Sunday 22 September 2019

Pat Stacey: Taken Down catches fire, but is it too late?

Sunday's episode picked up serious momentum and was extremely gripping but the drama could have done with tighter pacing from the start, writes Pat Stacey

Aissa Maiga in RTE's Taken Down
Aissa Maiga in RTE's Taken Down

Pat Stacey

It’s been a promising month for Irish drama. Between them, RTE’s Taken Down and Virgin Media’s Blood represent a significant improvement on anything we’ve seen from domestic broadcasters in recent times.

**Spoilers for episode 3 of Taken Down ahead**

While neither is without its flaws (and what drama series isn’t?), at least they partially erase the memory of drivel like Striking Out and the dreary, mediocre Acceptable Risk — although, apparently, that’s getting a second season, God help us all.

What’s more, in the case of Jo Spain and Stuart Carolan’s crime drama, Sunday’s third episode was a big step up from the previous week’s instalment.

Lynn Rafferty and Aïssa Maïga star in Taken Down
Lynn Rafferty and Aïssa Maïga star in Taken Down

The six-parter — centred on the brutal murder of a young Nigerian migrant called Esme (Marlene Madenge), whose body was found dumped near the direct provision centre where she lived — got off to a strong start a fortnight ago. But it stalled badly in episode two.

The murder-investigation element of the plot slowed to a crawl and was more or less sidelined. DI Jen Mooney (Lynn Rafferty) wasn’t fleshed out in the slightest, while her subordinates, particularly the seemingly racist Fitzer (Sean Fox) and the downright buffoonish Mackin (Gavin O’Connor), remained nothing more than roughly sketched stereotypes.

Tough competition: Orla Fitzgerald as Niamh and Lynn Rafferty as Jen in Taken Down. Photo by Bernard Walsh
Tough competition: Orla Fitzgerald as Niamh and Lynn Rafferty as Jen in Taken Down. Photo by Bernard Walsh

The episode was more interested in showing us the degrading reality for asylum seekers living in direct provision centres. Fair enough; it’s the kind of hot button issue that contemporary television drama should be addressing.

But since the series had already done this very effectively the week before, there was a feeling we were being repeatedly hammered over the head with the same righteous message.

For a series that’s supposedly a thriller, the effect was to drain any trace of tension or suspense from the situation. Luckily, Sunday’s instalment picked up serious momentum and was extremely gripping.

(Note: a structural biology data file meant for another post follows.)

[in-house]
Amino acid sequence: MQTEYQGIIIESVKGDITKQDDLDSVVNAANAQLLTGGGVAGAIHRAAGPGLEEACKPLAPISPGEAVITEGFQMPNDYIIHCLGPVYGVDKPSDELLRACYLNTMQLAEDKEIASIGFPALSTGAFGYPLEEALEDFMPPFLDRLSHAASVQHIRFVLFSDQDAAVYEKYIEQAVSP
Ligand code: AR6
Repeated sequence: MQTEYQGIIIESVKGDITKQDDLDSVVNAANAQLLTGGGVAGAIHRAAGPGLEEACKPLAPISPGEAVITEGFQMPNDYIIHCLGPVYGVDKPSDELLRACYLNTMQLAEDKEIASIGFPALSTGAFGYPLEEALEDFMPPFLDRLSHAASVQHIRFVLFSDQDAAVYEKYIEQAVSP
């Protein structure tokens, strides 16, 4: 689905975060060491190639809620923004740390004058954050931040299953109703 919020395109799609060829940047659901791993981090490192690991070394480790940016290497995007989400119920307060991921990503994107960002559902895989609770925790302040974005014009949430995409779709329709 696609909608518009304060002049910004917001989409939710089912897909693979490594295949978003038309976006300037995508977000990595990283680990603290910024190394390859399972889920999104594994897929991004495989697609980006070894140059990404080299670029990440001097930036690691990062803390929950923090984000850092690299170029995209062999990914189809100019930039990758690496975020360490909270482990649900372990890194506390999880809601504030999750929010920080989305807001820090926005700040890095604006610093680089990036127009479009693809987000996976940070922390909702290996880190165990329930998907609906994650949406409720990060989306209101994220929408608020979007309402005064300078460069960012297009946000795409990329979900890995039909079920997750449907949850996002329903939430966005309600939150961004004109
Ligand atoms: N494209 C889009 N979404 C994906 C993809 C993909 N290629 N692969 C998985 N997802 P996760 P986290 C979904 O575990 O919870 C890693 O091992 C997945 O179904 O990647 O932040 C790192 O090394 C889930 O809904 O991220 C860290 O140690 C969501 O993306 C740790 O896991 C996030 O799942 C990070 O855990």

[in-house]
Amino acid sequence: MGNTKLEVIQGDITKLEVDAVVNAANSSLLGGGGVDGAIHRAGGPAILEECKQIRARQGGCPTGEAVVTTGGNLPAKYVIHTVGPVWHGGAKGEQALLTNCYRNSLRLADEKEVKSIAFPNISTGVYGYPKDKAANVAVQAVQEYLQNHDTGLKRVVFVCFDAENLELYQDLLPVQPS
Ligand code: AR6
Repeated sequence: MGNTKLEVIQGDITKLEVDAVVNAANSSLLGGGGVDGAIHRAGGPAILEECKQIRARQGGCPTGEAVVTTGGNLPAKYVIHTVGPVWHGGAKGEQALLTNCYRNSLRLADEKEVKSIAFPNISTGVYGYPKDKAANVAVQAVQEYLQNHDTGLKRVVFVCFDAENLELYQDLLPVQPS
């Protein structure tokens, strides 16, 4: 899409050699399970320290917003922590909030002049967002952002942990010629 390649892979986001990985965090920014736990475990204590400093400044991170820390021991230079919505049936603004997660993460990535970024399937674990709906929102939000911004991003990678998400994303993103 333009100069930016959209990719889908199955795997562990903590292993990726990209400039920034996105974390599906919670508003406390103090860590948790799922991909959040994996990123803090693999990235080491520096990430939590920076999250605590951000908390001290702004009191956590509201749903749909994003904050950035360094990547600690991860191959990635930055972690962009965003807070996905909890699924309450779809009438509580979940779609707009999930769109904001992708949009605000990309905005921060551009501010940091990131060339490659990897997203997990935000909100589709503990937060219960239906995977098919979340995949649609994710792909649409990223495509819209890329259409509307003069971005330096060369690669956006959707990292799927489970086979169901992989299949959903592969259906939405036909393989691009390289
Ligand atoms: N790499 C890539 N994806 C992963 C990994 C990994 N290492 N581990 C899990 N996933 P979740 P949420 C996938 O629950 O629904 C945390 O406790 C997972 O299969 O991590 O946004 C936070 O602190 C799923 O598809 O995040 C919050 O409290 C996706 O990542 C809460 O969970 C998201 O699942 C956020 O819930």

Mooney was suddenly roused into action after an emotional meeting with Flora (Florence Adebambo), the teenager from the centre who’d been forced into sex slavery and burned with cigarettes by her captors.

Even the hitherto useless Fitzer and Mackin were putting their shoulders to the wheel and trawling through hours of potentially incriminating CCTV footage, which has been tampered with by the centre’s shifty supervisor Wayne (the ever-watchable Brian Gleeson).

What really raised the bar, however, was the introduction of a pair of genuinely loathsome villains. Jimmy Smallhorne is sleaziness personified as Gar, a gangster landlord and co-owner of a brothel who, having brought in three beer-swilling thugs to eject a Muslim family from one of his properties, then squeezed a dozen migrants into its cramped bedroom.

But Gar is in the ha’penny place compared to his partner in the brothel and sex-trafficking operation, the monstrous Benjamin. As played by Enoch Frost, a British actor of Ghanaian heritage, Benjamin is a properly terrifying creation. It’s a performance of extraordinary, blood-chilling power.

The scene where he terrorised Flora, who was frightened into returning to the brothel and raped by Gar, was deeply unsettling.

Read more: 'There’s a lot of gallows humour and a very real sense of darkness to a lot of gardai' - Gavin O'Connor talks Taken Down

It was also revealed that Abeni (Aissa Maiga) works as a cleaner at the brothel and was aware of what happened to Flora all along. Her horror when she realised the red stain she was scrubbing off a sticky carpet was Esme’s blood was brilliantly conveyed.

Taken Down has definitely come alive; it’s just a pity it didn’t happen a little sooner. Can Spain and Carolan satisfactorily tie up all the loose ends when we’ve already reached the halfway point, or will the story be allowed to spill over into another season?

Far too many series end up padding out the plot. Carolan’s Love/Hate, which would have benefited from losing its meandering fourth season, was one of them. It would be shame if the same thing were to happen to Taken Down, especially now that it’s really got us hooked.

Read more: Review: RTÉ fails to make compelling drama out of refugee crisis with Taken Down

Taken Down review: 'A bone-shaker of a final scene proves Carolan is as fond of pulling the rug out from under his audience as ever' 


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